Math: It's Far from Elementary, My Dear
MADELEINE BRAND, host:
Emily Yoffe writes the Human Guinea Pig column for the Online magazine Slate. She puts herself through experiences most of us just wonder about. Her latest experiment was with elementary school math. I spoke with Emily earlier about what inspired her to test her math skills.
Ms. EMILY YOFFE (Writer, Slate Magazine): My daughter would come to me and say mom can you help me with this problem and it would be a math problem. So beads of sweat would start popping out on my forehead and I realized once she got into fourth grade I could no longer help her. And this seemed really humiliating and unnecessary so, I thought I've got to be able to help my elementary school age daughter with math.
BRAND: So, by the time she was eight she had already outpaced you?
Ms. YOFFE: Let's say nine.
BRAND: Nine, okay. We are talking about numbers, let's be accurate.
Ms. YOFFE: Yes.
BRAND: Okay, so you go back to school. You take some sort of crash course and what is this crash course?
Ms. YOFFE: This is not a crash course. I went to Kumon, which is a Japanese after school tutoring program. Sort of a self instructed method. There are instructors there if you get stuck, but you work through a series of drills and you just slowly master mathematics.
BRAND: And this is for children?
Ms. YOFFE: Yes. I was the only person they're thinking about, should I get Botox, while I was working on these drills.
BRAND: And when you first entered, do you have to take a placement test to figure out just where you are?
Ms. YOFFE: You do.
BRAND: And where were you?
Ms. YOFFE: My placement test did not go that well. There were sixty questions. I got things like thirteen minus five wrong. In the end I was placed in first grade.
BRAND: First grade?
Ms. YOFFE: Now let me mention, the last time I was in first grade was during the Kennedy administration. So it was a little discouraging to see I hadn't made any mathematical progress since then.
BRAND: And how did you do?
Ms. YOFFE: Well, this was kind of a struggle. I had to lower my expectations so I decided I just wanted to get ahead of my daughter. I started at the end of her fourth grade year. So, I wanted to get to sixth grade math. My daughter really disappointed me by doing well at math during fourth grade so she got moved up and now she's doing sixth grade math even though she's at fifth grade. Just totally blew my plan anyway.
BRAND: Well, Emily, this really begs the question, why did you think that you should bone up on your math skills to begin with to help your daughter, when clearly she really, really didn't need your help.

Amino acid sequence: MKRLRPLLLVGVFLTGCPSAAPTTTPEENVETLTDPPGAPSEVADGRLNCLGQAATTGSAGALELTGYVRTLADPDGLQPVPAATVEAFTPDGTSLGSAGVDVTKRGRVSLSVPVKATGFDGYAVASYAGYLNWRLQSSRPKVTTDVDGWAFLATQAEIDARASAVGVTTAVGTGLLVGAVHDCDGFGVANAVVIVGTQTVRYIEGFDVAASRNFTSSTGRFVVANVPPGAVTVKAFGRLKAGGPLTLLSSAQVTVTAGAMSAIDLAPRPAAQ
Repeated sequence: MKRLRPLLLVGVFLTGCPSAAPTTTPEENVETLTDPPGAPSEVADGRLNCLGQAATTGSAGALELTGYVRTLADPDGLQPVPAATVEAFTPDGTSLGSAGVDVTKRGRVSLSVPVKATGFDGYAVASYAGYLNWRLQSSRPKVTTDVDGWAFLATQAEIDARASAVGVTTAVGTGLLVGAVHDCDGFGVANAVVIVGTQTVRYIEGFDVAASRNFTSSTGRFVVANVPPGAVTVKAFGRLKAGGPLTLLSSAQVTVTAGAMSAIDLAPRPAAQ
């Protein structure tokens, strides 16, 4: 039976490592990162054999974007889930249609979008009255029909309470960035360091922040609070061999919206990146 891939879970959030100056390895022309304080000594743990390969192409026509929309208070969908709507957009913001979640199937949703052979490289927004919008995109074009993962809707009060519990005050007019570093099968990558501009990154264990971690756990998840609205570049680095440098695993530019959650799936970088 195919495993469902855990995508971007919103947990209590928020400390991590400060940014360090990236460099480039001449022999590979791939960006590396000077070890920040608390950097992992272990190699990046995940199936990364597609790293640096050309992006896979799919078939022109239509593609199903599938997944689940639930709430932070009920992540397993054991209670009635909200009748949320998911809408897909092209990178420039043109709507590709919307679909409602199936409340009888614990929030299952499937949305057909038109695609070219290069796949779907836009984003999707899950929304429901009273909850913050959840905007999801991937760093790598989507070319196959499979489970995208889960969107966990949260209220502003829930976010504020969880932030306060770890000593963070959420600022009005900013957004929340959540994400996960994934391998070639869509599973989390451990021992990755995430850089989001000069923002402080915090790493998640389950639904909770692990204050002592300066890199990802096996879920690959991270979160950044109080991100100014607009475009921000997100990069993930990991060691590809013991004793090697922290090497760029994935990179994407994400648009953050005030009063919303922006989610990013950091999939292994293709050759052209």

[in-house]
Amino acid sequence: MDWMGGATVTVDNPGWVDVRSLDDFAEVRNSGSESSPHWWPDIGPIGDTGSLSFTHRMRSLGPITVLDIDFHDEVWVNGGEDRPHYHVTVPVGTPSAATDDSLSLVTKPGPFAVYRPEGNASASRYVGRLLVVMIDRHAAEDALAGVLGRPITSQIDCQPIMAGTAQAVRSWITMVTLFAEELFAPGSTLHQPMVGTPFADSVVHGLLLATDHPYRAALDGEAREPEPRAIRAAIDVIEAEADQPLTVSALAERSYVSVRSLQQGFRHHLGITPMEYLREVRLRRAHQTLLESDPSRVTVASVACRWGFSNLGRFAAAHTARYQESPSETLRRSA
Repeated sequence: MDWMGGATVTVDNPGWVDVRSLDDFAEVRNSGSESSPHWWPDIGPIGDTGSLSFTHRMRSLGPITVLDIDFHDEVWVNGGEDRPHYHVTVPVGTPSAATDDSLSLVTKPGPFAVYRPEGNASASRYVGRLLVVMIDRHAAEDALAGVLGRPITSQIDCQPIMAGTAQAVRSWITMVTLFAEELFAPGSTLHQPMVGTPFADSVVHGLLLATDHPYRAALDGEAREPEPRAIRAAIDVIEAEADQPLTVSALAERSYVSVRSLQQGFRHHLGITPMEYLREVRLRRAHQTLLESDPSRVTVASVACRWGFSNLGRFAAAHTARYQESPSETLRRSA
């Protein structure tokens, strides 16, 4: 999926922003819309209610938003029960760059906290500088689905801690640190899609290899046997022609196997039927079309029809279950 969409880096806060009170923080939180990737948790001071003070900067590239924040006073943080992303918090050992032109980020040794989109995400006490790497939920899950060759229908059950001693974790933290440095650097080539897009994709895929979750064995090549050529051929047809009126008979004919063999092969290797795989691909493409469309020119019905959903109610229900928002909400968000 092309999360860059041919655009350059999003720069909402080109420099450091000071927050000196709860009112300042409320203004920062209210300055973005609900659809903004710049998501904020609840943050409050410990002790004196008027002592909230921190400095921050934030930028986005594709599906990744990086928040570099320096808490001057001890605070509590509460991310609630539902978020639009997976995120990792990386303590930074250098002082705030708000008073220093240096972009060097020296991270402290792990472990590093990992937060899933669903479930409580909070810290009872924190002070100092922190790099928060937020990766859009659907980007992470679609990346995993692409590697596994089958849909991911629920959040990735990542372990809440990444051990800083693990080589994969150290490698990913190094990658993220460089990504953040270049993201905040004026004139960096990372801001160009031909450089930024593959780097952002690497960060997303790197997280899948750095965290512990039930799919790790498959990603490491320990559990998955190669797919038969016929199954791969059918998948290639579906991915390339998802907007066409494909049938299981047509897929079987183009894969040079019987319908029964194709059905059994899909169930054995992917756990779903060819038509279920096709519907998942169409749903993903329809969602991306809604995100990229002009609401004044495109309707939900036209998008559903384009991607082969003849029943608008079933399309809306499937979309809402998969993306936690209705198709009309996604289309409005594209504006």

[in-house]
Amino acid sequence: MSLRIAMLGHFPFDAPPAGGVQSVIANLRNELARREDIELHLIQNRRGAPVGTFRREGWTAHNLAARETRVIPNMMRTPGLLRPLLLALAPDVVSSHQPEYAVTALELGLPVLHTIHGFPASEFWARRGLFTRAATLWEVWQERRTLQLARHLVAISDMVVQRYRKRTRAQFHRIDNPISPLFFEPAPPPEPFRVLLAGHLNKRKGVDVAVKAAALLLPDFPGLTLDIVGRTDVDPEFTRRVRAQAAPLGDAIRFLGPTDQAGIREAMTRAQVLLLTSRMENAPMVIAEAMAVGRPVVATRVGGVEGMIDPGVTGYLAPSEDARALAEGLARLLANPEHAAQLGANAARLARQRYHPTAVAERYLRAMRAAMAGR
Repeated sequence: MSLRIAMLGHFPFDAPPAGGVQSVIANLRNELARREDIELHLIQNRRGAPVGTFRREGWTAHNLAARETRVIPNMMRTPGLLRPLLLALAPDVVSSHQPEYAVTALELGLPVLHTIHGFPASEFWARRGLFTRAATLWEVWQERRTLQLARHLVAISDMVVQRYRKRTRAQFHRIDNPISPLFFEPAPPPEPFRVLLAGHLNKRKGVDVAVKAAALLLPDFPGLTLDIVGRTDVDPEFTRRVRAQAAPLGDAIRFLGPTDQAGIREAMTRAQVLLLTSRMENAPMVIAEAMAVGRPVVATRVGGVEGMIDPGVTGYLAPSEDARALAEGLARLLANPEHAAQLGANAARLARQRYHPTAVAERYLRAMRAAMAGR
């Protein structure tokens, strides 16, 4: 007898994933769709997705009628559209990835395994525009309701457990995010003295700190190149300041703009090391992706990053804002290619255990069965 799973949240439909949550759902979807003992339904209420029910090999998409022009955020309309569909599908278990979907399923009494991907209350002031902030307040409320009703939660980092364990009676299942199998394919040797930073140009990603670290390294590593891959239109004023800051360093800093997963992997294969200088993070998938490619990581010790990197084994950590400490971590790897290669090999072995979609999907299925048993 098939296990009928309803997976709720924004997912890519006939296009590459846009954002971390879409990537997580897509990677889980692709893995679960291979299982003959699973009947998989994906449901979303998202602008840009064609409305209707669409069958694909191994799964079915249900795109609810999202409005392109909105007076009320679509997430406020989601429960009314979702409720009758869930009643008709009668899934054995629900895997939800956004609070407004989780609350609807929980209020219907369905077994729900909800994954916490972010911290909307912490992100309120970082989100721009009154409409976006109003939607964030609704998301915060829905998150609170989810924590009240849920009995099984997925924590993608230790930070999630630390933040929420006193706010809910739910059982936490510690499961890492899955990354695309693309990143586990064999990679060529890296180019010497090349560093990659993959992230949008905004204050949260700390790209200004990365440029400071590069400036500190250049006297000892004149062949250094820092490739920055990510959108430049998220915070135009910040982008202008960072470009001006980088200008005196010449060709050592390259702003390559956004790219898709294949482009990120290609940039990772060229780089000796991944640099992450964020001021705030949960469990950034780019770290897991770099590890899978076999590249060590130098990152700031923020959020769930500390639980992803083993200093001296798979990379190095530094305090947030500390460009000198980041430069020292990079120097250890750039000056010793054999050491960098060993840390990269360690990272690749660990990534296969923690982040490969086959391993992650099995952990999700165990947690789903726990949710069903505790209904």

Ms. YOFFE: Well, you raise a good point because my desire to help her ended up seeming really stupid to me when I was sitting there grinding through two hours worth of drills a night and I realized the solution to this was just to say to her, if she had a question, go figure it out yourself or ask the teacher tomorrow.
BRAND: And really, you know, you have done quite well for yourself in your, let's say 40-plus years on this planet. That, without mastering grade level math, so really, why bother?
Ms. YOFFE: Well, I always thought, oh, you know, all right I'm not that good at math and I had reasons for it. Like I wasn't breast-fed. I grew up during a sexist time. I always thought well I could do it if I applied myself. I realized either I was really profoundly stupid or I had a learning disability and I went and looked it up and I think I'm a, I have dyscalculia. I'm a dyscalculiak.
BRAND: Is that real?
Ms. YOFFE: That's for real. I'm a dyscalculiak.
BRAND: See, where you may lack in your math abilities, you shine in your verbal abilities. That's an impressive word.
Ms. YOFFE: I've got to have something. I can't, you know I can't make change.
BRAND: Emily Yoffe writes the Human Guinea Pig column for the Online magazine Slate. Thank you, Emily.
Ms. YOFFE: My pleasure.
BRAND: DAY TO DAY is a production of NPR News with contributions from Slate.com. I'm Madeleine Brand.
ALEX CHADWICK, host:
And I'm Alex Chadwick.
NPR transcripts are created on a rush deadline by Verb8tm, Inc., an NPR contractor, and produced using a proprietary transcription process developed with NPR. This text may not be in its final form and may be updated or revised in the future. Accuracy and availability may vary. The authoritative record of NPR’s programming is the audio record.